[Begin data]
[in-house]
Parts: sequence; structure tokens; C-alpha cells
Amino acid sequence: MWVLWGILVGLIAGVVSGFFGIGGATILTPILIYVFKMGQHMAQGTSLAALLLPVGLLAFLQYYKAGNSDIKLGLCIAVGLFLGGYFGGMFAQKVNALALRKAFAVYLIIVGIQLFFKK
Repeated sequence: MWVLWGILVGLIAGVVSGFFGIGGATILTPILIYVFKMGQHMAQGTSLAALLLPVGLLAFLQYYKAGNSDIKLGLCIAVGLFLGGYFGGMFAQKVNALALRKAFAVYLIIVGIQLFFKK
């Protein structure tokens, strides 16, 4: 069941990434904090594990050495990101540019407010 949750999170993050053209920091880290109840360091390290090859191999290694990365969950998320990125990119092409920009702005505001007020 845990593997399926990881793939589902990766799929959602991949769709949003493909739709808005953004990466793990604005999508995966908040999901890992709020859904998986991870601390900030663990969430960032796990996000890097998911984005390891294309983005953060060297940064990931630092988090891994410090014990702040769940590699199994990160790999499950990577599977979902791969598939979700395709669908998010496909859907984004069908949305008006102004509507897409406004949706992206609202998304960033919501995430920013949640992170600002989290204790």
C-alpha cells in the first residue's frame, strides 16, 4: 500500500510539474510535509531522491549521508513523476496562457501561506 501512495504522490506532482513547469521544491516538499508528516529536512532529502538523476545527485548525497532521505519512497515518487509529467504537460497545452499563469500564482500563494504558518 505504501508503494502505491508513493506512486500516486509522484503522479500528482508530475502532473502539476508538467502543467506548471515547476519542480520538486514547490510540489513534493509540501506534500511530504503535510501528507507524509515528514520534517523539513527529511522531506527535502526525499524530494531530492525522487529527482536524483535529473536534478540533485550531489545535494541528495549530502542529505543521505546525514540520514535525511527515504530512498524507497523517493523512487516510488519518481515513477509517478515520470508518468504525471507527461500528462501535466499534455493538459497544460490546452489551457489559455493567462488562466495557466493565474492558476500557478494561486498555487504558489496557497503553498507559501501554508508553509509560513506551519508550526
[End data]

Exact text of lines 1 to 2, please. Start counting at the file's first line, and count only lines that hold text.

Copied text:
[in-house]
Parts: sequence; structure tokens; C-alpha cells